Melanin is a pigment that gives your skin, hair and eyes, color. Melanocytes are the skin cells that produce melanin through a process known as melanogenesis.
The enzyme tyrosinase is responsible for the first step in melanogenesis. It converts an amino acid called tyrosine to dopaquinone which is then converted to melanin.After the melanocytes produce the melanin, it’s distributed in the skin by capsule-like vessels called melanosomes.
When excess melanin is produced, it results in hyperpigmentation; a condition where an area of the skin is darker than the rest. Examples of hyperpigmentation include freckles, age spots, sun spots, melasma, tinea versicolor and post inflammatory hyperpigmentation (aka PIH) like acne scars.
What are the Causes of Hyperpigmentation?
As long as excess melanin is produced, the result will be hyperpigmentation. There are two ways excess melanin is produced.
- Melantotic hyperpigmentation where the melanocytes increase the amount of melanin they produce.
- Melanocytic hyperpigmentation where the number of melanocytes increase in number but continue to produce the same (normal) amount of melanin.
What are Some of the Reasons for Excess Melanin Production?
- Sun damage. When parts of your skin like the face, chest, arms and legs are constantly exposed to the sun, the harmful free radicals formed can result in an uneven skin tone. Melanin, being part of the skin’s natural defense, will increase in order to protect the exposed skin from sun damage; making these areas darker.
- Skin inflammation and injury. When the skin is injured/damaged as a result of acne, eczema, bruising etc it can result in Post Inflammatory Hyperpigmentation, PIH in short. When the skin is healing, the melanocytes produce more melanin. Sun damage can make these areas even darker. The Beauty Brains highlight a common area which is prone to PIH, the armpits! “Shaving your pits causes some micro trauma which triggers melanin production. A lot of people complain about dark armpits. Even rubbing of clothing against armpits can cause this.”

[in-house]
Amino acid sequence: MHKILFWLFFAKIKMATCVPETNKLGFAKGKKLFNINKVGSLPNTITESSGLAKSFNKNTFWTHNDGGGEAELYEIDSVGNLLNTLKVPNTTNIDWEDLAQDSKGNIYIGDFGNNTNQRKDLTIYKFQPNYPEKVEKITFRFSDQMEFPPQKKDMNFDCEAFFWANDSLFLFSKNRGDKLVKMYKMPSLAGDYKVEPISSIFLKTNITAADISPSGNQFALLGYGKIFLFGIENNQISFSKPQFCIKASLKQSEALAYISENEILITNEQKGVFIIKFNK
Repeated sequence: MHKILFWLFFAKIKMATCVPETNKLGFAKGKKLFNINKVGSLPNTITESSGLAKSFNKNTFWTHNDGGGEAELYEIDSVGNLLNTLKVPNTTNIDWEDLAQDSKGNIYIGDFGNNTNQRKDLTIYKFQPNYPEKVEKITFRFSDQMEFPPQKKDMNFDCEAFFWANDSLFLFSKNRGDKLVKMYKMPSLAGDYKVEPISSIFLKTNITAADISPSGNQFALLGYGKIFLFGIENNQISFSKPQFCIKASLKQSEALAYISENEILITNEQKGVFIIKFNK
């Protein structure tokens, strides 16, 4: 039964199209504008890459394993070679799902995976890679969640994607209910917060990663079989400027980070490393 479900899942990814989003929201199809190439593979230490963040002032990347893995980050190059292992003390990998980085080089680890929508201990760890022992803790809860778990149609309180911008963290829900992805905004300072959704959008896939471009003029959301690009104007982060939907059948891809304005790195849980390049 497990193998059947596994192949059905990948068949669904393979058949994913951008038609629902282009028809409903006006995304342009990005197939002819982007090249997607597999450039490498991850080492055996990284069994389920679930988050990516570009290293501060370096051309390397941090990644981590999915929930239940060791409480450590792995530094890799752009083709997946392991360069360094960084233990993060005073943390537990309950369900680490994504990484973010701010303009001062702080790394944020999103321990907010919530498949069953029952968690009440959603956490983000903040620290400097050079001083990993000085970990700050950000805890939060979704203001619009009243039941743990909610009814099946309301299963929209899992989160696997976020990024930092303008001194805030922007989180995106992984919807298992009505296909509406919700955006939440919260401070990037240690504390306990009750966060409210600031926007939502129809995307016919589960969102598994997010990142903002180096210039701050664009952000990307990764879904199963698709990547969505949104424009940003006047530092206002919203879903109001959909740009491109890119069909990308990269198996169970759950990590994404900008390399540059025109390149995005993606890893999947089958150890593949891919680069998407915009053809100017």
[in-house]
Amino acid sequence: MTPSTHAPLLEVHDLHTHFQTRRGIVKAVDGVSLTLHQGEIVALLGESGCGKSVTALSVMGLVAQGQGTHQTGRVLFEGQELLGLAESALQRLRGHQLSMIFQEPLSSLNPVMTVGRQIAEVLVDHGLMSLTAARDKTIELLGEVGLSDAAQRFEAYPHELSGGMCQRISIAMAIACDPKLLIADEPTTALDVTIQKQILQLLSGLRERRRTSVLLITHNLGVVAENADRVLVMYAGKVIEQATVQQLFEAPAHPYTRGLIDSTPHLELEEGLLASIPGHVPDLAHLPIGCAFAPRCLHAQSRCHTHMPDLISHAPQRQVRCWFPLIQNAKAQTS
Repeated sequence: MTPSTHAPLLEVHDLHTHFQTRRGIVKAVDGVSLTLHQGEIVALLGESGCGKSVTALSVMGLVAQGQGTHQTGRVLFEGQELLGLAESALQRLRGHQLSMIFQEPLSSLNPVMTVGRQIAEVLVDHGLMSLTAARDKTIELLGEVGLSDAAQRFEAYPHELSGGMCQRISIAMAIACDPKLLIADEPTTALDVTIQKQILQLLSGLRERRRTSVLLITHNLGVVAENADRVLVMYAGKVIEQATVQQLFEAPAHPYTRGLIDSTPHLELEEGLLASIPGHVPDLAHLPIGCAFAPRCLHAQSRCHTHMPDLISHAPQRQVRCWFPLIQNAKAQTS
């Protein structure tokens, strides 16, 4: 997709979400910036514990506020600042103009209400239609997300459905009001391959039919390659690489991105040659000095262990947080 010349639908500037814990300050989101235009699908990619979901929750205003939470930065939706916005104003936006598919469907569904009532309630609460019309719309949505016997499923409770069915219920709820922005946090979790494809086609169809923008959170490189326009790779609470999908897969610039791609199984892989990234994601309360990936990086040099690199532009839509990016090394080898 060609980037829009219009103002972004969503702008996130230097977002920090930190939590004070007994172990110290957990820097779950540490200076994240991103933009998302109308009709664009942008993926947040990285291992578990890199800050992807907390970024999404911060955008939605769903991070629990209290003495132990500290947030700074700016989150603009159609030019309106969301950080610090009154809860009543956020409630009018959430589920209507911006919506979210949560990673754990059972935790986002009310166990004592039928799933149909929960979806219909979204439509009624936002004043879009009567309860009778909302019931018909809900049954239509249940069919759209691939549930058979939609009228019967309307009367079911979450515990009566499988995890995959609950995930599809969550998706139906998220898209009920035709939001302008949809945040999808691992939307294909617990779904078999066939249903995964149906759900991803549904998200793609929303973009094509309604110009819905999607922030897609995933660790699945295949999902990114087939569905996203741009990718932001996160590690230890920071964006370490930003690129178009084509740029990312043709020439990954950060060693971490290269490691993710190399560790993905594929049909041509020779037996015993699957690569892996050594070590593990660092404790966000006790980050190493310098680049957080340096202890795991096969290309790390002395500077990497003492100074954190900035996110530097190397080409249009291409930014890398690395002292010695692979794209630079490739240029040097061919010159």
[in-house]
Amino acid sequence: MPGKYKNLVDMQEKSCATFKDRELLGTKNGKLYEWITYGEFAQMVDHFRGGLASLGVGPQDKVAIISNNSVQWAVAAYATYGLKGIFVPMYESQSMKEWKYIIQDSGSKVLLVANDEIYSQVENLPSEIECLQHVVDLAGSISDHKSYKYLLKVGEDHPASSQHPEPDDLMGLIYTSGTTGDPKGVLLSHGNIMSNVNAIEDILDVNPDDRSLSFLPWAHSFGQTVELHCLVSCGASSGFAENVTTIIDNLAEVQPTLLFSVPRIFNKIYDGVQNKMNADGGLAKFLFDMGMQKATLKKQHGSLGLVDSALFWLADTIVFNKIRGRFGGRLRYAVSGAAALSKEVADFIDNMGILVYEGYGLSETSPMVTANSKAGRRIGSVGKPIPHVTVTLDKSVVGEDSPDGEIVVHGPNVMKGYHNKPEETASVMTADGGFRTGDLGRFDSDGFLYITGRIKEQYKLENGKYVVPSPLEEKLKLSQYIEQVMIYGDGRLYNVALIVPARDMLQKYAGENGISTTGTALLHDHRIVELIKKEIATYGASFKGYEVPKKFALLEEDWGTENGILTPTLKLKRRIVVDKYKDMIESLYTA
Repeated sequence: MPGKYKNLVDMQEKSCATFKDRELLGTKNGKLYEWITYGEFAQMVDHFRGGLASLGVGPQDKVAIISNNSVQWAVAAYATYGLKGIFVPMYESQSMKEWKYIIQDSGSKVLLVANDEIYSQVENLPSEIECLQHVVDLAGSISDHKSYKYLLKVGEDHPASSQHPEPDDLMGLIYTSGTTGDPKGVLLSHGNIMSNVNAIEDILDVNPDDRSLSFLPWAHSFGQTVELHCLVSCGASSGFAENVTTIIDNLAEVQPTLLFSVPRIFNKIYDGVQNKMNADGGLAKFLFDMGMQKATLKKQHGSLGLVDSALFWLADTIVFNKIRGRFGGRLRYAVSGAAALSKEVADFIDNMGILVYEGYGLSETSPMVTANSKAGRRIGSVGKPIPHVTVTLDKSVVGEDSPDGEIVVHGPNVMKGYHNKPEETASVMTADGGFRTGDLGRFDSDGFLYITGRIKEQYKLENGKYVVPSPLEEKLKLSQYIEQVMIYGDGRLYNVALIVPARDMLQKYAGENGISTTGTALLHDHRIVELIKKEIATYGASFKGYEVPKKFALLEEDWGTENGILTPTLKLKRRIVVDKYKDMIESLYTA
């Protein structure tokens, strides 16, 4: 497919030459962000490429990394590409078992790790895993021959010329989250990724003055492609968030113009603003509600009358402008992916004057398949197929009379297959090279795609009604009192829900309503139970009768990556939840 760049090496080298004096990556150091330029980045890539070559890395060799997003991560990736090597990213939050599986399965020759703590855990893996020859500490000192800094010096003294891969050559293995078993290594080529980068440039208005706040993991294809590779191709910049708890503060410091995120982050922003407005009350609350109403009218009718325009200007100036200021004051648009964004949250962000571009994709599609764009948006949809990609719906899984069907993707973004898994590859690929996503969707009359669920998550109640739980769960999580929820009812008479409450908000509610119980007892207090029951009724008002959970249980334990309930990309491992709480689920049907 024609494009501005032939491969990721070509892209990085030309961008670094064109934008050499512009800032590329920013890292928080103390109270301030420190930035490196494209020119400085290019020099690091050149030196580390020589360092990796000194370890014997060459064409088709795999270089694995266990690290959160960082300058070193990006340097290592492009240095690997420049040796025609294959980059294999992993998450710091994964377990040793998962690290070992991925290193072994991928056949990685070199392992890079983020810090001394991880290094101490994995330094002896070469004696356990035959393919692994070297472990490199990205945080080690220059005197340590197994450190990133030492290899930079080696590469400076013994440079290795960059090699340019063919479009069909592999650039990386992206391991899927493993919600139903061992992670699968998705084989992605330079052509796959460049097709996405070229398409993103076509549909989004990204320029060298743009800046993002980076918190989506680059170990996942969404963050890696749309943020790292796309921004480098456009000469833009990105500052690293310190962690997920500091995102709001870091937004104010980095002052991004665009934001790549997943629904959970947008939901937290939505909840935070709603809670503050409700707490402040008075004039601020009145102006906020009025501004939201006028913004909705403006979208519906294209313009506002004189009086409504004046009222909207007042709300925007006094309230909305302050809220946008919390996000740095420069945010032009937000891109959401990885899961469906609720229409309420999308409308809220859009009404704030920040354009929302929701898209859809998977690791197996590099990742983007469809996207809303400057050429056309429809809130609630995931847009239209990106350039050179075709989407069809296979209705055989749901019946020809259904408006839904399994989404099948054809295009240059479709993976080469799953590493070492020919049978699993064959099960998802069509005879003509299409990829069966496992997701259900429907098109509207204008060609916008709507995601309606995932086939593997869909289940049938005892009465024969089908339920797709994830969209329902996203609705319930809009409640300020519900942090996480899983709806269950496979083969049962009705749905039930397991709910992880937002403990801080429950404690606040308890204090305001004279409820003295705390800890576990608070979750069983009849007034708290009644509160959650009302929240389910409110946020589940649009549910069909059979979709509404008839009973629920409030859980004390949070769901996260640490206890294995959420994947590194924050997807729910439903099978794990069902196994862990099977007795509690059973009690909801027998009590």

- Hormonal changes. Certain medications, sun exposure or pregnancy bring changes in hormones. This can result in a well known type of hyperpigmentation – melasma, also known as ‘the mask of pregnancy’
How to Treat Hyperpigmentation
In order to choose an effective treatment you should know that there are two ways hyperpigmentation is classified:
- Epidermal Hyperpigmentation which is in the outer layer of the skin e.g. freckles, PIH – acne ‘scarring’. This can be dealt with by topical treatments like creams, abrasive methods like chemical peels, microdermabrasion and surgical methods like lasers, dermabrasion etc
- Dermal Hyperpigmentation which is in the middle layer of the skin. (See Here). This is extremely difficult to treat, usually only certain lasers can be used.
When it comes to Epidermal HP, an ideal treatment should have ingredients that both inhibits tyrosinase and the transfer of excess melanin.
Some common ingredients used to treat Epidermal HP include: Glycolic acid, Salicylic acid, Vitamin C, Retinoids, Niacinamide, Licorice, Kojic acid, Hydroquinone, Alpha Arbutin, Mulberry Extract and Bearberry Extract.
Like with almost all skin care, patience is key. The consistent use of high quality, dermatologist approved products will eventually clear up hyperpigmentation. What have you been using to address hyperpigmentation?
Follow my blog with Bloglovin